A powerful sculpture now stands before the new home of Carle Illinois College of Medicine. The figure resembles the anatomy of a hand and the work of physicians. A closer look at the sculpture in front of the Medical Sciences Building reveals a dual meaning that echoes the foundation and mission of the college.
The structure resembles much more than the anatomy of a hand and reflection of what aspiring physicians might do when they walk into the building. The cast bronze portion is immediately recognizable as solid figurative hand. However, the bones show the negative space within the stainless plate.
It shows the familiar, but also an X-ray view of an interior where a problem in need of a solution might live- much like the problems and “empty spaces” inside the medical field that Carle Illinois is determined to solve as the world’s first engineering-based college of medicine.
Titled “Structural Mechanics,” the statue was created by sculptor Ted Metz of Alabama. “I think this sculpture is simultaneously realistic figurative and figurative abstract. Bones form the structure within us, and they are also the mechanical apparatus which allows us to move. “Structural Mechanics” then seems a fitting sculpture for this building site,” Metz said.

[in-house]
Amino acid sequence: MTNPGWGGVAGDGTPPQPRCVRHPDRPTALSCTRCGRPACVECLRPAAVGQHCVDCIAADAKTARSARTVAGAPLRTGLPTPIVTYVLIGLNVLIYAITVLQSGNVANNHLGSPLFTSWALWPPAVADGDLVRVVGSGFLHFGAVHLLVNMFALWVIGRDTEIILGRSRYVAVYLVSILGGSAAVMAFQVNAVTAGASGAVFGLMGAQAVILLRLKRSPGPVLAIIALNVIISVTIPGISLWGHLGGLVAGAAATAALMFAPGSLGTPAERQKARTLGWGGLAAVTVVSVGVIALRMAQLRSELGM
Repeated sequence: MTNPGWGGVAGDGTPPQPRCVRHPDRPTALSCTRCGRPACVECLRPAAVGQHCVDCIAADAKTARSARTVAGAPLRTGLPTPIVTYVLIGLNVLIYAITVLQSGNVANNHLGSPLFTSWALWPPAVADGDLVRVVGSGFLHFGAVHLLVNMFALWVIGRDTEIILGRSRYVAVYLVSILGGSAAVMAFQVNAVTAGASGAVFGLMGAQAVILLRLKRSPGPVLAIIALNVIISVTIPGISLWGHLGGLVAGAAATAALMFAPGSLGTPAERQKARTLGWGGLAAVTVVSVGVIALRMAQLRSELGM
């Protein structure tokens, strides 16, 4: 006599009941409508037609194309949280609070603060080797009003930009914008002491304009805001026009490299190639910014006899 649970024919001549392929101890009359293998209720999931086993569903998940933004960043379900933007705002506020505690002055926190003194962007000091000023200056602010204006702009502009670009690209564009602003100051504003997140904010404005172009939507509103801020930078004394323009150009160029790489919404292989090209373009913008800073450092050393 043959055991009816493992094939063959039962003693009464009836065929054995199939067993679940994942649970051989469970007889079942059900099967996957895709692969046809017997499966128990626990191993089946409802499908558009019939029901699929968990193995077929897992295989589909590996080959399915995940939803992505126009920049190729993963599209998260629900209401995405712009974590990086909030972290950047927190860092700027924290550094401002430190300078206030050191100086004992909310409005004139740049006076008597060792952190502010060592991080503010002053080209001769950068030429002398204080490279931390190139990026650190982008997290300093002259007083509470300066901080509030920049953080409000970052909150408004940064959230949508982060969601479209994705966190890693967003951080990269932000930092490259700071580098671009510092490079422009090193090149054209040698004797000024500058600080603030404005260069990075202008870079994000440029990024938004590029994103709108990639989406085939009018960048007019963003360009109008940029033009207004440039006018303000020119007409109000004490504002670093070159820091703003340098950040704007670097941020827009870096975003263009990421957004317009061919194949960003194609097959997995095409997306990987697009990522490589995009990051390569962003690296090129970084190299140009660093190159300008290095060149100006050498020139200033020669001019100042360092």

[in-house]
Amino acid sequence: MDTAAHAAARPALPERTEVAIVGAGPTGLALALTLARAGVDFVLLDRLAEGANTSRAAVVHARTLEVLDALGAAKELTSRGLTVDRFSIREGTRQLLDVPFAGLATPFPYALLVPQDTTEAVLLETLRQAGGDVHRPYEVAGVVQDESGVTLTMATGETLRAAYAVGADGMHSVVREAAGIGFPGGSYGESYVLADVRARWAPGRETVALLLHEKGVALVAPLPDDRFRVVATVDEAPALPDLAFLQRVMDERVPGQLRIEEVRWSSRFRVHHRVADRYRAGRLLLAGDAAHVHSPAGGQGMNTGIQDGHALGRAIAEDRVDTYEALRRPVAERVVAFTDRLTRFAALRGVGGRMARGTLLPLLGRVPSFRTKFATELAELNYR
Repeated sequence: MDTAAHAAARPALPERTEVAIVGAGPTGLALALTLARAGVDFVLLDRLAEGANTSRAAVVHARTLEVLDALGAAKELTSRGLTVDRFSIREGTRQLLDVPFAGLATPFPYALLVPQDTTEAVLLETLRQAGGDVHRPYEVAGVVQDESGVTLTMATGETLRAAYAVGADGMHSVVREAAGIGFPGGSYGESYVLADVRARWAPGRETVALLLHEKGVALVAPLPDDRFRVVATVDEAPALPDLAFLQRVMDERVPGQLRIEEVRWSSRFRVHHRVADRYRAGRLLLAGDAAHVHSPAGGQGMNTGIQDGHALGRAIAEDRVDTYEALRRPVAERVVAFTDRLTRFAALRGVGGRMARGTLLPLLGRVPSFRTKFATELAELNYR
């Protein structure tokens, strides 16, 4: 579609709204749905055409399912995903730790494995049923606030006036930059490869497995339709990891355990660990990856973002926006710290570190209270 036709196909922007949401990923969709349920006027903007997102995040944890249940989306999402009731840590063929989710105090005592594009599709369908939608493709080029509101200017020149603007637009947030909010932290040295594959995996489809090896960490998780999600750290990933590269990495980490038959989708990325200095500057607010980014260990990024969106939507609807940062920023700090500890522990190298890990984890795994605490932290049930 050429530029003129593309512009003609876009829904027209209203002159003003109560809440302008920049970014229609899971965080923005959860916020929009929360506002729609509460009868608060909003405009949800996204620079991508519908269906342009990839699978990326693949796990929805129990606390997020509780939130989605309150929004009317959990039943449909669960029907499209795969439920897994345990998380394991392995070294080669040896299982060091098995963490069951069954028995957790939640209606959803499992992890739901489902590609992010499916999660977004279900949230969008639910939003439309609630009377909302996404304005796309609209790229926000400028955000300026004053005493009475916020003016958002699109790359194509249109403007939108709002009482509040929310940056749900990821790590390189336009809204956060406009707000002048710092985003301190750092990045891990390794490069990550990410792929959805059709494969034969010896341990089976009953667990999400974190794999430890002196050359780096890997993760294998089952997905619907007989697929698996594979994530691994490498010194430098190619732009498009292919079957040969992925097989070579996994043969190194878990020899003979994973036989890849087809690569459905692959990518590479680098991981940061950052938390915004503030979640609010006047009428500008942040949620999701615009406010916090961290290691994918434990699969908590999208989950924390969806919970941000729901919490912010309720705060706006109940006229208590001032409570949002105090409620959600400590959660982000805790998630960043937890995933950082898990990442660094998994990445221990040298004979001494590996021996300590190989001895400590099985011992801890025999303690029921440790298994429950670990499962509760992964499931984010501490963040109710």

A former professor of sculpture, Metz responded to a “call for submissions” for already existing sculptures. Metz was hesitant because he believes the best public work is designed specifically for the site. “That said, ‘Structural Mechanics’ already existed, and I thought it visually fit the site and conceptually fit the functions of the building,” Metz explained.
The sculpture was originally commissioned for the corporate headquarters of a large sports medicine facility in Birmingham, Alabama. The sculpture was titled “Diagnostic Image.” Over time, the company dismantled, and assets sold off. Metz was fortunate to buy back the sculpture before it was scrapped.
For years, it was kept in Metz’s studio until he saw the “call for submissions” from Carle Illinois, the statue was renamed “Structural Mechanics,” and found its new home.
“I recently retired after 42 years as professor of sculpture at the Univ. of Montevallo, a small liberal arts school in Alabama. After spending all my professional life on a campus, it gives me great pride to see one of my pieces on yours,” Metz said.
The statue will now stand as a symbol to physician innovators for years to come that beneath the surface lies opportunities to dive into empty spaces, find solutions, and innovate.